Wednesday 20 April 2011

DEA Judicial Review (largely) fails

Hot off the press is the news that BT and TalkTalk's judicial review application has been rejected on the four main grounds. Apparently, the only claim that was upheld was a small technical point relating to whether ISPs can be made to share certain of Ofcom's general costs in administering its obligations under the Act. As can be expected, rightsholders and the government were happy.

According to the FT, a spokesperson for the Department for Culture, Media and Sport said: “We are pleased that the court has recognised these measures as both lawful and proportionate. The government remains committed to tackling online piracy and so will set out the next steps for implementation of the Digital Economy Act shortly.”

Meanwhile, in a press release, Geoff Taylor of the BPI said “This judgment gives the green light for action to tackle illegal downloading in the UK. It confirms that the DEA is proportionate and consistent with European law. Shareholders and customers of BT and TalkTalk might ask why so much time and money has been spent challenging an act of parliament to help reduce the illegal traffic on their networks. It is now time for BT and TalkTalk to work constructively with government and with rights holders to implement the Digital Economy Act.”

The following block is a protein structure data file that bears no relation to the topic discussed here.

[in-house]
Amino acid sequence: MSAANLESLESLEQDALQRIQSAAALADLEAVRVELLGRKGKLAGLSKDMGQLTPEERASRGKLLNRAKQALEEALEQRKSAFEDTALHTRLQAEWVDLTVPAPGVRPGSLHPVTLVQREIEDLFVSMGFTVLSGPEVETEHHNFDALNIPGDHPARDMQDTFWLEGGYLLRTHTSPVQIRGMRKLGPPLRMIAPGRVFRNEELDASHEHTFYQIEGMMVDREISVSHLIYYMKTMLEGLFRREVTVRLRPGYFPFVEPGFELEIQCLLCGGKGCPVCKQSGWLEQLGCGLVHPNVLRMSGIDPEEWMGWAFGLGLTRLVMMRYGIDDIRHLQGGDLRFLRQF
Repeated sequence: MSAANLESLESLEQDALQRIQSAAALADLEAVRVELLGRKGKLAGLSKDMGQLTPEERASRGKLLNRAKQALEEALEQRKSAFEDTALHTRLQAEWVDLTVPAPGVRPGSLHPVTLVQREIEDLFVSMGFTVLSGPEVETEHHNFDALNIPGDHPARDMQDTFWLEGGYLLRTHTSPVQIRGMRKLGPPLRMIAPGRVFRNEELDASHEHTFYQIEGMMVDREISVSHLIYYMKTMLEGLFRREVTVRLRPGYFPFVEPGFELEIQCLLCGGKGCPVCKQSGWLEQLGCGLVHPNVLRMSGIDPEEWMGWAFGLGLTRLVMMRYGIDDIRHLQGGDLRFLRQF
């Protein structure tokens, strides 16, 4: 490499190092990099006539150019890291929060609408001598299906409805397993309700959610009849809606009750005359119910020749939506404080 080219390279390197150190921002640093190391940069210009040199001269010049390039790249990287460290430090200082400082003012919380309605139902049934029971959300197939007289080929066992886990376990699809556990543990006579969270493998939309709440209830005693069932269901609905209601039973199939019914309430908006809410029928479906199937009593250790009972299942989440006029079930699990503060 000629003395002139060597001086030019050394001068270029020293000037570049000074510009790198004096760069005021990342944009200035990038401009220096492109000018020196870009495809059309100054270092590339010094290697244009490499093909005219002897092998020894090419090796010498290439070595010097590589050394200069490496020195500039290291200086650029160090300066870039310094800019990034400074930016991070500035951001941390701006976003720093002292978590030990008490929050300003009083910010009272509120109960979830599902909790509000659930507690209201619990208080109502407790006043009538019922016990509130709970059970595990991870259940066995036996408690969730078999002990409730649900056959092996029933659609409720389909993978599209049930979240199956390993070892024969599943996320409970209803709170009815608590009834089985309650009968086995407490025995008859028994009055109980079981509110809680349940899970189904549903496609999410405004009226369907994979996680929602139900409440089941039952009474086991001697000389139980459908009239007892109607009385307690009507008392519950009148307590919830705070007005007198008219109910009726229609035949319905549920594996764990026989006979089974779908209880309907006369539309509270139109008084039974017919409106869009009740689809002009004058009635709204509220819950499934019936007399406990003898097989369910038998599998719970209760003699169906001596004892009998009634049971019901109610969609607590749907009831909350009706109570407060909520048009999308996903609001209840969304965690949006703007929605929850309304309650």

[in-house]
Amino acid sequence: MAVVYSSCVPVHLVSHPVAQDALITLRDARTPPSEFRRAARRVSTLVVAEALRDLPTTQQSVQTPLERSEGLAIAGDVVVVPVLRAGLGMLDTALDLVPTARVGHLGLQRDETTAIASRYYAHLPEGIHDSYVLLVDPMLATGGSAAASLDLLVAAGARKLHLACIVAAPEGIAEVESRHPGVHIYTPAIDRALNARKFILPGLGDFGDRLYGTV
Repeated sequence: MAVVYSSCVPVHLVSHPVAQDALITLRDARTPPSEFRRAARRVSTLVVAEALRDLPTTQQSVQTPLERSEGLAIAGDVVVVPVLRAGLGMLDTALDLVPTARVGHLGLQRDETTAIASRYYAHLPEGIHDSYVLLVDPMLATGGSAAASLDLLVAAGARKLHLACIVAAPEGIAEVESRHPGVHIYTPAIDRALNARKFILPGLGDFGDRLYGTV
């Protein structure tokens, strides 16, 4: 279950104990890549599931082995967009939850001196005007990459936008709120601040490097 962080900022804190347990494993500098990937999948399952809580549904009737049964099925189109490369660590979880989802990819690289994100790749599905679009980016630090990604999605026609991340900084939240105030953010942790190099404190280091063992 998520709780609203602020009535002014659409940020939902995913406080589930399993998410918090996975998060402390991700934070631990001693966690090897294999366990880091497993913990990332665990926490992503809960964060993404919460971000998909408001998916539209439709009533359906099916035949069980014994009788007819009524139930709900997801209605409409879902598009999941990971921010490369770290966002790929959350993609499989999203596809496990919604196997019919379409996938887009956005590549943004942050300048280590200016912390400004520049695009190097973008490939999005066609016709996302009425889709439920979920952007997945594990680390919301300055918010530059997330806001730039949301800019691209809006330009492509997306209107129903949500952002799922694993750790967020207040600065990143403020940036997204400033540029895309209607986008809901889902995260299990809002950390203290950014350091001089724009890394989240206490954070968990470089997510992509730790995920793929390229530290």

It is now down to the Government and Ofcom to move the implementation process forwards.

1 comment:

Francis Davey said...

Apropos BPI's comment "shareholders and customers....". BT and TalkTalk have avoided one expenditure stream. Depending on how expensive the scheme turns out to be to administer at Ofcom, and depending on how long it goes on for, this may be a cost-effective outcome for them.

Even better for other ISP's who didn't join in the claim of course.